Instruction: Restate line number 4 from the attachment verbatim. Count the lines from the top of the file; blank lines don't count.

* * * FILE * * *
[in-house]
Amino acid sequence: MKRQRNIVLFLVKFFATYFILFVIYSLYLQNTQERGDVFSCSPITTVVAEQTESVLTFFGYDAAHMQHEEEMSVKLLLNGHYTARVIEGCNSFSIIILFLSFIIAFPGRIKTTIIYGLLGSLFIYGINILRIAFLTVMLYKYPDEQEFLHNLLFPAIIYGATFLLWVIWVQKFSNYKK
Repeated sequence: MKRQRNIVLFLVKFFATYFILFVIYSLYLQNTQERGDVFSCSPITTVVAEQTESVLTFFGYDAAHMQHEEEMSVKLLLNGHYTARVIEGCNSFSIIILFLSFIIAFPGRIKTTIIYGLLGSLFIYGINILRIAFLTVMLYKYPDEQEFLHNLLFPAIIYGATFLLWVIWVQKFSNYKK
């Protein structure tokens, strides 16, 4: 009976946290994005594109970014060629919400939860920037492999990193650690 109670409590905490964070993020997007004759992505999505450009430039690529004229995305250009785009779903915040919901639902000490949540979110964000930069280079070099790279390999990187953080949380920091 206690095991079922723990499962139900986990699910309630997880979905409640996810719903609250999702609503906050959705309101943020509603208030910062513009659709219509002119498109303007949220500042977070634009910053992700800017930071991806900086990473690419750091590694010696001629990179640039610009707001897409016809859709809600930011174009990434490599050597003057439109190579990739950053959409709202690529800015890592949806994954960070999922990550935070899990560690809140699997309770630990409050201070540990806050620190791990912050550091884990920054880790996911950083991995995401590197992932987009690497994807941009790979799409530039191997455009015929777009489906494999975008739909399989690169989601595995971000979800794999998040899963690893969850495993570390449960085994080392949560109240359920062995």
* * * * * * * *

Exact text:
């Protein structure tokens, strides 16, 4: 009976946290994005594109970014060629919400939860920037492999990193650690 109670409590905490964070993020997007004759992505999505450009430039690529004229995305250009785009779903915040919901639902000490949540979110964000930069280079070099790279390999990187953080949380920091 206690095991079922723990499962139900986990699910309630997880979905409640996810719903609250999702609503906050959705309101943020509603208030910062513009659709219509002119498109303007949220500042977070634009910053992700800017930071991806900086990473690419750091590694010696001629990179640039610009707001897409016809859709809600930011174009990434490599050597003057439109190579990739950053959409709202690529800015890592949806994954960070999922990550935070899990560690809140699997309770630990409050201070540990806050620190791990912050550091884990920054880790996911950083991995995401590197992932987009690497994807941009790979799409530039191997455009015929777009489906494999975008739909399989690169989601595995971000979800794999998040899963690893969850495993570390449960085994080392949560109240359920062995």